• in the chemicals field, with Norvégienne de l’Azote, it helped create the Compagnie nationale des Matières Colorantes et des Produits Chimiques, with a capital of 40 million francs[7];
  • in the electrical engineering sector, it is part of the grouping organised around France, the UK and Belgium, based on the joint exploitation of patents and the distribution of orders;
  • with regard to the steel industry, with the support of the bank, Forges et Aciéries du Nord embarked on an external growth policy with the takeover of several companies in north France[8]

Central Europe and the Balkans was a prime area for French investment abroad during the interwar period. Paribas played a leading role there, motivated by both political (at the request of the French State) and economic reasons. The aim was to prevent the break-up of Austria-Hungary from leading to a major economic crisis in the region. It was also about taking advantage of the defeat of the Reich to replace it with the economic interests and political influence of France.[9]

The return to international financial operations began in 1928, but because of the economic crisis of the 1930s and the Second World War, the bank’s positions were ruined in central Europe and were shaky in the rest of the world.[10]

World War II was a period of low activity, with the bank cut off from its affiliations and correspondents in allied countries. It also lost part of its foreign assets, particularly in Central Europe and Norway (Norsk Hydro), but remained active in overseas territories (Morocco). At the same time, it took an interest in the development of industrial patents, particularly in the energy sector, with a view to resuming economic activities once the war was over.

By opting for investment bank status, BPPB escaped the nationalisation established under the law of 2 December 1945. It directed its activities towards the restructuring of French industry, which had to deal with international competition in the very new fields of IT, with Bull, and electronics, with the Thomson, Brandt, CSF integration[11].

Under the leadership of Jean Reyre, managing director and then chairman from 1948 to 1969, the bank developed internationally, and grew in particular in the financing of goods exports, especially to developing countries, thanks to new medium-term export credit formulas: in the steel industry in Latin America (e.g. Paz del Rio in Colombia, Cosipa in Brazil), in electricity with the Cabora Bassa project in Mozambique, as well as in petrochemicals in Scandinavia. Continued until the 1970s and 1980s, this strategy enabled the development of large-scale projects such as the Caracas metro in Venezuela and in European aeronautics with Airbus[12]. It had a small presence all over the world: BPPB strengthened its presence in the Far East, Central Europe, the USSR and the Middle East, particularly in Iran where it became a shareholder of the Bank of Tehran in 1958, and in the early 1960s opened an investment bank in New York (1960), then subsidiaries in London and Luxembourg (1964), anticipating the reopening of the international capital market (1965)[13].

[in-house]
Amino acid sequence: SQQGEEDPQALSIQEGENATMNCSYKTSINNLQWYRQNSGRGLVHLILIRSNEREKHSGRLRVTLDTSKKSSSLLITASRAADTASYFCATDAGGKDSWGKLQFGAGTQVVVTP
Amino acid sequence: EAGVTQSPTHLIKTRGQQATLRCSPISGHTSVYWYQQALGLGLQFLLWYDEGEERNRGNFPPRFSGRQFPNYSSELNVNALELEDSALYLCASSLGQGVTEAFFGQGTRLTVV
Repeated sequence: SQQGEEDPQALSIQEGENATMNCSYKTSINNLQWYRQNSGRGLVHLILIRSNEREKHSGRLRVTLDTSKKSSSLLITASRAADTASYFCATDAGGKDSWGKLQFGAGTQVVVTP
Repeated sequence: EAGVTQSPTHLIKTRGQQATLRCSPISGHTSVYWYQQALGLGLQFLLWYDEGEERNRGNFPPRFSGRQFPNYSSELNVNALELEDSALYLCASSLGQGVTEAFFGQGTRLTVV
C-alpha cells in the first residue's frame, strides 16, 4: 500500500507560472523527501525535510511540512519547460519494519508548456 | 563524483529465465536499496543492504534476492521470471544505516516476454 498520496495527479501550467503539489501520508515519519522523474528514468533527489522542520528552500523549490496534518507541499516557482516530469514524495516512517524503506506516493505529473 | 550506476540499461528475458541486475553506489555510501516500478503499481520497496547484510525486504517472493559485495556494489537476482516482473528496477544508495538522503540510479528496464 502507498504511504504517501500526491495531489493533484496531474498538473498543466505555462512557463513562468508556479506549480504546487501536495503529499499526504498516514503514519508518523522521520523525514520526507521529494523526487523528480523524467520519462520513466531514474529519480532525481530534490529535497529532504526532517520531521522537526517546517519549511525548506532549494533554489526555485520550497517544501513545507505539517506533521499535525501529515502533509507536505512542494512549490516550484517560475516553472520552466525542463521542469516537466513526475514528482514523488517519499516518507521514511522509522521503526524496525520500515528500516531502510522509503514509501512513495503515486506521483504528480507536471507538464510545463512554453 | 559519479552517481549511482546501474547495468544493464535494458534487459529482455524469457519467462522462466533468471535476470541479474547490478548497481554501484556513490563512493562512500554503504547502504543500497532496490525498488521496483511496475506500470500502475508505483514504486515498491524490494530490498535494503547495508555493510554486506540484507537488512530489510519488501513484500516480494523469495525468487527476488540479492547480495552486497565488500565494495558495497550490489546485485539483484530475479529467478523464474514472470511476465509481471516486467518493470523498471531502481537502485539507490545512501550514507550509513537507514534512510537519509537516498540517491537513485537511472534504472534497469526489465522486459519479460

At the end of the 1960s, it took control of Crédit du Nord and Banque de Union Parisienne, institutions which were then merged before their common capital was opened to the National Westminster Bank and Bayerische Vereinsbank.[14]

Following the Debré laws of 1966, which allowed investment banks and deposit banks to merge, in 1968, Jean Reyre undertook a major structural and legal reorganisation of the institution: the group was then headed by a holding company, Compagnie Financière de Paris et des Pays-Bas, whose holdings were divided into four large specialised subsidiaries:

  • BPPB took over the old bank’s banking and financial activities,
  • OFPI, Omnium de Participations Financières et Industrielles, grouped all the group’s industrial holdings in France,
  • OPB, Omnium de Participations Bancaires, constituted the hub for French banking and financial shareholdings,
  • Paribas International took control of banking entities abroad and, more generally, of investments outside France[15].

In addition, Jean Reyre tried to take control of Crédit Industriel et Commercial (CIC) to give Paribas a hub in retail banking with a branch network. He made no secret of his ambition to transform the institution into a German-style universal bank[16]. In June 1966, the operation was limited to a change of directors and a symbolic shareholding of 3% in the partner’s capital by reciprocal contribution of securities[17]. But in 1968, supported by the bank’s senior executives, he had to deal with a rebellion on his board of directors, in particular Jacques de Fouchier, who threatened to resign to protest against purchasing methods described as “savage”.[18]: Compagnie Bancaire, which he headed, traditionally maintained very good relations with CIC. The method used by Jean Reyre shocked Paribas managers, who forced his resignation at the end of 1969, when he handed over to Jacques de Fouchier[19]. Paribas abandoned CIC in 1971 and took over the smaller Banque de l’Union Parisienne, which it then merged with Crédit du Nord.        

From 1969, the bank developed, under the leadership of Jacques de Fouchier and then Pierre Moussa, a network of subsidiaries and branches worldwide, in the Middle and Near East, in the Far East and in North America, while continuing to expand in Europe; the bank was interested in mining investments, particularly in Africa through its subsidiary COFIMER. On the capital markets, it became one of the main players in the euro bond and swap sectors.

At the same time, from 1967, with a presence in Paris and Marseille, the bank developed a network of retail branches located in the Paris region and the main French cities. Thanks to Jacques de Fouchier, the bank forged ever closer ties with the Compagnie Bancaire group, which he founded.

During the years 1970-1980, Paribas also developed of its management activities on behalf of third parties, individuals and institutions, traditionally centred in Geneva since the 19th century, then expanded to Paris, Luxembourg, London, New York and Tokyo, with the creation of Paribas Asset Management. In 1973, the bank chose to join forces with similar institutions such as British merchant bank SG Warburg and the American AG Becker, to establish in the US investment bank Warburg Paribas Becker, which would be taken over by Merrill Lynch in 1984. Finally, from the end of the 1970s, Paribas took an interest in the financing of oil trading, a sector in which, operating from Geneva, New York, London and Paris in particular, it has established itself on a lasting basis as world leader[20]. This certainly explains the bank’s choice in financing the “Oil for food” programme to alleviate the Iraqi embargo decided by the UN in 1996, which actually took effect in October 1997.